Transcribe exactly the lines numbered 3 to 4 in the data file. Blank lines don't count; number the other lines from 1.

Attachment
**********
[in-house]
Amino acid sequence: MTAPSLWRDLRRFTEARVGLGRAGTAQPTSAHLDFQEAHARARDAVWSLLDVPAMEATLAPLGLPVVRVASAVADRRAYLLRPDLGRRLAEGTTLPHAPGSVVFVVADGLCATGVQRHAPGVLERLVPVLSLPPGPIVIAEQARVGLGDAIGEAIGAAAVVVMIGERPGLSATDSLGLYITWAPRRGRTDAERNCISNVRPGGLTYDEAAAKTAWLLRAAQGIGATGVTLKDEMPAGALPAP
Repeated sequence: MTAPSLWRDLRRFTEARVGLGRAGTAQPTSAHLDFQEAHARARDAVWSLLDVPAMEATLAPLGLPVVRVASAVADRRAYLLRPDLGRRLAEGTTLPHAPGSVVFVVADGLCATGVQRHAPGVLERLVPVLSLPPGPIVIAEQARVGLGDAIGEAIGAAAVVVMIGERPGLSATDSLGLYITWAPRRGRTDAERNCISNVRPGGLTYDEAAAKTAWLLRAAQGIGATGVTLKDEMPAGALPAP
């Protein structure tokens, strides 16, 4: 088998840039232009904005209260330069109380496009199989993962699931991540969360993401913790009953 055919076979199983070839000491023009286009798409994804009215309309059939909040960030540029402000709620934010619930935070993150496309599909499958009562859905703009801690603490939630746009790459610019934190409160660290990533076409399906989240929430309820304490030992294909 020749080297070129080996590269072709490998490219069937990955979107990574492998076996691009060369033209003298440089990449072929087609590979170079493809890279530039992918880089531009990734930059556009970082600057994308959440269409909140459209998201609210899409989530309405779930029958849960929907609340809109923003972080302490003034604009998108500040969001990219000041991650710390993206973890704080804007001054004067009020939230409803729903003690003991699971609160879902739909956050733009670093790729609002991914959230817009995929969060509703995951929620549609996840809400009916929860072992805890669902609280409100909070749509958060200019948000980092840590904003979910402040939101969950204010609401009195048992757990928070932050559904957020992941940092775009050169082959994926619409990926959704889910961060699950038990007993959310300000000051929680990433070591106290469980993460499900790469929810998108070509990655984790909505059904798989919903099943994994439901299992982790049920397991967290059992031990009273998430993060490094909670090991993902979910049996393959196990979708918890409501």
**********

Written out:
Repeated sequence: MTAPSLWRDLRRFTEARVGLGRAGTAQPTSAHLDFQEAHARARDAVWSLLDVPAMEATLAPLGLPVVRVASAVADRRAYLLRPDLGRRLAEGTTLPHAPGSVVFVVADGLCATGVQRHAPGVLERLVPVLSLPPGPIVIAEQARVGLGDAIGEAIGAAAVVVMIGERPGLSATDSLGLYITWAPRRGRTDAERNCISNVRPGGLTYDEAAAKTAWLLRAAQGIGATGVTLKDEMPAGALPAP
């Protein structure tokens, strides 16, 4: 088998840039232009904005209260330069109380496009199989993962699931991540969360993401913790009953 055919076979199983070839000491023009286009798409994804009215309309059939909040960030540029402000709620934010619930935070993150496309599909499958009562859905703009801690603490939630746009790459610019934190409160660290990533076409399906989240929430309820304490030992294909 020749080297070129080996590269072709490998490219069937990955979107990574492998076996691009060369033209003298440089990449072929087609590979170079493809890279530039992918880089531009990734930059556009970082600057994308959440269409909140459209998201609210899409989530309405779930029958849960929907609340809109923003972080302490003034604009998108500040969001990219000041991650710390993206973890704080804007001054004067009020939230409803729903003690003991699971609160879902739909956050733009670093790729609002991914959230817009995929969060509703995951929620549609996840809400009916929860072992805890669902609280409100909070749509958060200019948000980092840590904003979910402040939101969950204010609401009195048992757990928070932050559904957020992941940092775009050169082959994926619409990926959704889910961060699950038990007993959310300000000051929680990433070591106290469980993460499900790469929810998108070509990655984790909505059904798989919903099943994994439901299992982790049920397991967290059992031990009273998430993060490094909670090991993902979910049996393959196990979708918890409501």